This Office of Criminal Investigations (OCI) case, worked jointly with U.S. Immigration and Customs Enforcement (ICE), U.S. Drug Enforcement Administration (DEA), U.S. Postal Inspection Service and the Philadelphia Police Department, was part of a much larger OCI-ICE counterfeit drug investigation.
Clandestine Drug Manufacturing of Internet Drugs: In 2006, eleven individuals and an Atlanta, Georgia-based company were indicted by a federal grand jury on multiple felony charges relating to a scheme to sell adulterated and unapproved new drugs over the Internet. The defendants in this case opened up a pharmaceutical manufacturing facility in Belize where they made over 24 different prescription medications. The defendants marketed the drugs through "spam" e-mail advertisements where they claimed the drugs were Canadian generic versions of brand name drugs. Some of the drugs the defendants made were unapproved versions of Ambien®, Valium®, Xanax®, Cialis®, Lipitor®, Vioxx® and others. These drugs were then purchased by and shipped to U.S. consumers and to various drug wholesalers.
Dextromethorphan deaths: On April 12, 2006, two men were sentenced in the Southern District of Indiana Federal Court to 77 months incarceration after pleading guilty to introducing a misbranded drug into interstate commerce; specifically, dextromethorphan (DXM), a cough suppressant, which they sold over the Internet through their website.
This case started in 2005 after five young people died after ordering and consuming DXM from the defendant's website. DXM is an anti-tussive (cough suppressant), which is approved for over-the-counter cough medications. The defendants purchased the raw ingredients from a firm in India, manufactured the finished product, and sold the DXM through their website. The defendants marketed the DXM by falsely claiming that DXM was a chemical used for research and development rather than a drug for human consumption. DXM is often abused by some in order to experience a "high."
Counterfeit Viagra®, Cialis®, and Lipitor®: In January 2006, an individual from the state of Washington was convicted for his involvement in the importation of counterfeit drugs from China including Viagra, Cialis and Lipitor and the subsequent distribution of those counterfeit drugs. In this joint OCI, ICE investigation, cooperation was sought and received from the Chinese government. As a result of this cooperation, the Chinese authorities arrested eleven individuals in China and recovered significant amounts of counterfeit drugs and counterfeit drug packaging. The defendant was sentenced in October 2006 to ten month's incarceration.
Consumers Warned of Receiving Incorrect Medication in the Mail: In February 2007, FDA issued an alert to consumers who placed orders for various medications such as Xanax®, Ativan®, Lexapro®, and Ambien®, over the Internet. Instead of receiving the products they ordered, these consumers instead received a product containing haloperidol, a powerful anti-psychotic. Some of these consumers sought emergency medical treatments for a variety of symptoms after ingesting the suspect product. In all instances, consumers received the suspect medication in packaging, which was postmarked from Greece. FDA is attempting to identify the actual vendors and source of the suspect medication, but the illusive nature of the Internet and the deceptive practices of many Internet pharmaceutical businesses are making identification of the actual supplier of these medications problematic. This investigation is ongoing.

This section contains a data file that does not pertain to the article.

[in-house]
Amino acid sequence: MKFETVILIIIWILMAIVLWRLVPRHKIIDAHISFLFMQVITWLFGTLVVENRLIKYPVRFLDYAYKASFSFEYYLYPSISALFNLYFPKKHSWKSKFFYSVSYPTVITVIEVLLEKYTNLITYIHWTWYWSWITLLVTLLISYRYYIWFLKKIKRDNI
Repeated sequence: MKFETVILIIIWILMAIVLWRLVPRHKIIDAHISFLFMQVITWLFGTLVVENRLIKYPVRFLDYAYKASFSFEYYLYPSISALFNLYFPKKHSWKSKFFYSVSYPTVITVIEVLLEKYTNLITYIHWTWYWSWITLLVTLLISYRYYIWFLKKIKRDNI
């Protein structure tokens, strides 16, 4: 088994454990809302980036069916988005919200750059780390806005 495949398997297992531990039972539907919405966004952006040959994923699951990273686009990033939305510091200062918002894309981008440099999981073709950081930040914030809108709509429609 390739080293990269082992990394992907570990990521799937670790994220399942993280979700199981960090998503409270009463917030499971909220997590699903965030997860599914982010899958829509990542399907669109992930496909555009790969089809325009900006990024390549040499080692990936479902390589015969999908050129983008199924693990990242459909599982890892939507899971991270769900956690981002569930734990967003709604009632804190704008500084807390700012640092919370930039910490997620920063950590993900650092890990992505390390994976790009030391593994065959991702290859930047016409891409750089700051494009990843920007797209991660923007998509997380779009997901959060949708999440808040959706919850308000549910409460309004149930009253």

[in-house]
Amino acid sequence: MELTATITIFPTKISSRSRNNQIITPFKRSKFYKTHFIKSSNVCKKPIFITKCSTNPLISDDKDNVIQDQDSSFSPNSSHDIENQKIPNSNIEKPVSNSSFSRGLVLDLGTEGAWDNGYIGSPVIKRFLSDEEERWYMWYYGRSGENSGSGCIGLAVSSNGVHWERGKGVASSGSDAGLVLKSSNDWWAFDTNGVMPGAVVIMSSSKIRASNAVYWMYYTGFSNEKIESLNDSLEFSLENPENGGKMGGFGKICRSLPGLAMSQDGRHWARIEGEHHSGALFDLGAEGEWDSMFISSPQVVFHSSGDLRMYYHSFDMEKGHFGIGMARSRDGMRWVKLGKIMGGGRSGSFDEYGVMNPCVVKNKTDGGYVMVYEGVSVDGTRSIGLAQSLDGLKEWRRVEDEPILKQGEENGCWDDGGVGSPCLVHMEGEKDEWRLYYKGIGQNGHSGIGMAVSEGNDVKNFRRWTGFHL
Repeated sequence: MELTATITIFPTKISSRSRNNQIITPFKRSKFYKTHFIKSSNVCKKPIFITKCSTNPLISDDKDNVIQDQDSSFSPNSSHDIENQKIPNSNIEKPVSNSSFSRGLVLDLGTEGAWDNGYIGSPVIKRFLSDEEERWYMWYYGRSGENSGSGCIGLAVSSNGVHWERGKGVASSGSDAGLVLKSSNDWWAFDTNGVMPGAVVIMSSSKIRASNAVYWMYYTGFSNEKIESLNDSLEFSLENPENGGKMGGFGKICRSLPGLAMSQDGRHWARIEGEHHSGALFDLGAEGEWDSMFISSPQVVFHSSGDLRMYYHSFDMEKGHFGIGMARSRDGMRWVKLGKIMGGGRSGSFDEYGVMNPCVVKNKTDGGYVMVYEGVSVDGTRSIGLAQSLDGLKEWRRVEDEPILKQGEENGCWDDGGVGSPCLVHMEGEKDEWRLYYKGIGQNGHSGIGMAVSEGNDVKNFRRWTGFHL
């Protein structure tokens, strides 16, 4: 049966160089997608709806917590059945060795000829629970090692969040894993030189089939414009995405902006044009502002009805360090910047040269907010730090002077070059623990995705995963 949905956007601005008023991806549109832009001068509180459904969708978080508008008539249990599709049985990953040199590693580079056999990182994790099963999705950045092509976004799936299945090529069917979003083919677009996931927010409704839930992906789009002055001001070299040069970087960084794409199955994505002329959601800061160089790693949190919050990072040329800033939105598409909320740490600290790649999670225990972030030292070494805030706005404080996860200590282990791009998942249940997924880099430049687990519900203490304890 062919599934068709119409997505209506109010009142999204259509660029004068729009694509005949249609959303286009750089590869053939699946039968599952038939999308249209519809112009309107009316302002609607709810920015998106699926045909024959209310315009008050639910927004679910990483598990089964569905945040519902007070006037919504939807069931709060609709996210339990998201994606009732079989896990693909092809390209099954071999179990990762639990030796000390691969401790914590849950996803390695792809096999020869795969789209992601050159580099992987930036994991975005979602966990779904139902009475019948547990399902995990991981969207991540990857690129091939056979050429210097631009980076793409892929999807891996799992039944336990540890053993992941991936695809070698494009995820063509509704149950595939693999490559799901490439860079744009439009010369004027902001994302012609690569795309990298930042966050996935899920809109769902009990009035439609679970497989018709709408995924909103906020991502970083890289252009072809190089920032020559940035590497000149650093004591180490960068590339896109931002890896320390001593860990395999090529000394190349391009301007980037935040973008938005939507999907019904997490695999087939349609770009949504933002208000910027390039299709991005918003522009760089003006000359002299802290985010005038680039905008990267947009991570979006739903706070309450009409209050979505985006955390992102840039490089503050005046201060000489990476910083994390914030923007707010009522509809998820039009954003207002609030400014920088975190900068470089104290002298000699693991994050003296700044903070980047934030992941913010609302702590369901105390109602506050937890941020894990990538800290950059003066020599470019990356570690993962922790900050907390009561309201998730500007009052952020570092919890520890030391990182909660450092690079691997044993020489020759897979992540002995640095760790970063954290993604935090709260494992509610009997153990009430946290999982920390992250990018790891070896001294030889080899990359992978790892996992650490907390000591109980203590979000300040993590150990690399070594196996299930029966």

Counterfeit Drug Arrest in Hong Kong: In September 2006, an individual from China was arrested by officers of the Hong Kong Customs and Excise Department based on a federal arrest warrant issued by the U.S. District Court for the District of Colorado. The defendant was arrested in Hong Kong after meeting with an undercover OCI agent who posed as a buyer of over 400,000 counterfeit Cialis and Viagra tablets. This investigation also involved the sale of several thousand counterfeit Tamiflu® capsules that were manufactured in China and shipped to the U.S. Information developed by OCI and ICE was shared with Chinese authorities, which led to the August 2006 arrests of four individuals in China. Furthermore, information developed during this joint OCI-ICE counterfeit drug investigation was the basis for the previously mentioned counterfeit Percocet investigation in Philadelphia, PA. In addition to the arrest in Hong Kong, three other defendants in the U.S. have pled guilty to counterfeit drug charges. This case is ongoing.
Counterfeit Viagra® and Cialis®: In July 2006, a man was arrested by OCI and ICE agents after several transactions in the Houston, Texas area where significant quantities of counterfeit Viagra were sold to an undercover ICE agent. Subsequent to the arrest, counterfeit Viagra and Cialis valued at approximately $600,000 were seized. The drugs were manufactured in China and sent to the suspect in Houston for distribution. The suspect was charged with trafficking in counterfeit goods and other related counterfeit drug charges and remains incarcerated as a potential flight risk. The defendant pled guilty in this case in October 2006 but has not yet been sentenced. Other defendants have been arrested and are awaiting judicial action. This joint OCI-ICE investigation is ongoing.
FDA Warns Consumers of Canadian Website Shipping Counterfeit Medications: In August 2006, FDA published a warning to consumers about counterfeit medications shipped from RxNorth, a company based in Manitoba, Canada, which operates several websites. RxNorth, which operates as Mediplan Prescription Plus Pharmacy and Mediplan Global Health, were shipping counterfeit medications from various countries to American consumers who were ordering a variety of medications through the RxNorth and affiliated websites. Although this is an ongoing investigation, FDA issued a press release alerting consumers about these websites because of the potential dangers of counterfeit medications.
Counterfeit Lipitor® Tablets: In August 2005 in the Western District of Missouri, three businesses and eleven individuals were indicted for their involvement in a $42 million conspiracy to sell counterfeit, smuggled and misbranded Lipitor and other drugs and for participating in a conspiracy to sell stolen drugs. These indictments are the result of an ongoing OCI investigation that was begun by OCI in April 2003 involving the manufacturing, smuggling, and the interstate distribution of counterfeit pharmaceuticals. To date, twelve defendants have been convicted; one received a nine- year term of imprisonment. Additional defendants are awaiting trial.